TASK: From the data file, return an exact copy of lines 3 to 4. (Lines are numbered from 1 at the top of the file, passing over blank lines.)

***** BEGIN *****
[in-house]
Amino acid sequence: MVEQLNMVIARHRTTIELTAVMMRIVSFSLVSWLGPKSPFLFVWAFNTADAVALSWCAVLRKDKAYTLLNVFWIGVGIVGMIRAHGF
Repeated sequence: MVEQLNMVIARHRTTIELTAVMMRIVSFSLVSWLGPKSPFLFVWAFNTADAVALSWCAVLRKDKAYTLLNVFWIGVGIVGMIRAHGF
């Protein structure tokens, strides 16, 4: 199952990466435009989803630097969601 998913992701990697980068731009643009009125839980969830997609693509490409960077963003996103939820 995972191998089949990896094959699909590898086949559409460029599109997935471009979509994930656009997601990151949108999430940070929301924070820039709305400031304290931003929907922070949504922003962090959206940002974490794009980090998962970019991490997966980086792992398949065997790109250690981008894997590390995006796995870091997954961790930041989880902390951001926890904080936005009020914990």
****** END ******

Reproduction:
Repeated sequence: MVEQLNMVIARHRTTIELTAVMMRIVSFSLVSWLGPKSPFLFVWAFNTADAVALSWCAVLRKDKAYTLLNVFWIGVGIVGMIRAHGF
């Protein structure tokens, strides 16, 4: 199952990466435009989803630097969601 998913992701990697980068731009643009009125839980969830997609693509490409960077963003996103939820 995972191998089949990896094959699909590898086949559409460029599109997935471009979509994930656009997601990151949108999430940070929301924070820039709305400031304290931003929907922070949504922003962090959206940002974490794009980090998962970019991490997966980086792992398949065997790109250690981008894997590390995006796995870091997954961790930041989880902390951001926890904080936005009020914990």